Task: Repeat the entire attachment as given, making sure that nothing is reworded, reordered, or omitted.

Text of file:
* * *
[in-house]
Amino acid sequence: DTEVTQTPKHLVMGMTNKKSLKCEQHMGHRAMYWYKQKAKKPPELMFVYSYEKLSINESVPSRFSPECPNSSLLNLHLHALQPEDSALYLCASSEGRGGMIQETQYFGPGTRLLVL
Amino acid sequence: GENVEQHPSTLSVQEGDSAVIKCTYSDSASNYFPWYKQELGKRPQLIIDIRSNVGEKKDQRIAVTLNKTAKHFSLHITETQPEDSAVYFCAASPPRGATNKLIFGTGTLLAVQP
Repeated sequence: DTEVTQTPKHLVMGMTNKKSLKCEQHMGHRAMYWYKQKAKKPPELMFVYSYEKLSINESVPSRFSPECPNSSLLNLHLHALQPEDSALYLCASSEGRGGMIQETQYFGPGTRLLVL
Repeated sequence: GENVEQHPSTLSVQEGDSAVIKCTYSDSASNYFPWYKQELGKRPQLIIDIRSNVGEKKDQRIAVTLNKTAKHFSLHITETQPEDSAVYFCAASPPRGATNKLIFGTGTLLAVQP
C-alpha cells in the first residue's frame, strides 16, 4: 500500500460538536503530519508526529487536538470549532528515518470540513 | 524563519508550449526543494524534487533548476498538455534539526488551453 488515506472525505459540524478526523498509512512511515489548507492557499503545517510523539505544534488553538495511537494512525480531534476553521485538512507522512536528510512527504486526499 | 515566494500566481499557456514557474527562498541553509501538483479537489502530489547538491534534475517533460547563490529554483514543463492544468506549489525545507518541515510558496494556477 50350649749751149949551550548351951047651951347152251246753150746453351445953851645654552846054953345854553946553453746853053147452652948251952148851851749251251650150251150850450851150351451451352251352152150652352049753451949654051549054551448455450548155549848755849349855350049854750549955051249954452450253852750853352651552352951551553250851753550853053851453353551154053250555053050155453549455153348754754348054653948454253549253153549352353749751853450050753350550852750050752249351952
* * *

[in-house]
Amino acid sequence: DTEVTQTPKHLVMGMTNKKSLKCEQHMGHRAMYWYKQKAKKPPELMFVYSYEKLSINESVPSRFSPECPNSSLLNLHLHALQPEDSALYLCASSEGRGGMIQETQYFGPGTRLLVL
Amino acid sequence: GENVEQHPSTLSVQEGDSAVIKCTYSDSASNYFPWYKQELGKRPQLIIDIRSNVGEKKDQRIAVTLNKTAKHFSLHITETQPEDSAVYFCAASPPRGATNKLIFGTGTLLAVQP
Repeated sequence: DTEVTQTPKHLVMGMTNKKSLKCEQHMGHRAMYWYKQKAKKPPELMFVYSYEKLSINESVPSRFSPECPNSSLLNLHLHALQPEDSALYLCASSEGRGGMIQETQYFGPGTRLLVL
Repeated sequence: GENVEQHPSTLSVQEGDSAVIKCTYSDSASNYFPWYKQELGKRPQLIIDIRSNVGEKKDQRIAVTLNKTAKHFSLHITETQPEDSAVYFCAASPPRGATNKLIFGTGTLLAVQP
C-alpha cells in the first residue's frame, strides 16, 4: 500500500460538536503530519508526529487536538470549532528515518470540513 | 524563519508550449526543494524534487533548476498538455534539526488551453 488515506472525505459540524478526523498509512512511515489548507492557499503545517510523539505544534488553538495511537494512525480531534476553521485538512507522512536528510512527504486526499 | 515566494500566481499557456514557474527562498541553509501538483479537489502530489547538491534534475517533460547563490529554483514543463492544468506549489525545507518541515510558496494556477 50350649749751149949551550548351951047651951347152251246753150746453351445953851645654552846054953345854553946553453746853053147452652948251952148851851749251251650150251150850450851150351451451352251352152150652352049753451949654051549054551448455450548155549848755849349855350049854750549955051249954452450253852750853352651552352951551553250851753550853053851453353551154053250555053050155453549455153348754754348054653948454253549253153549352353749751853450050753350550852750050752249351952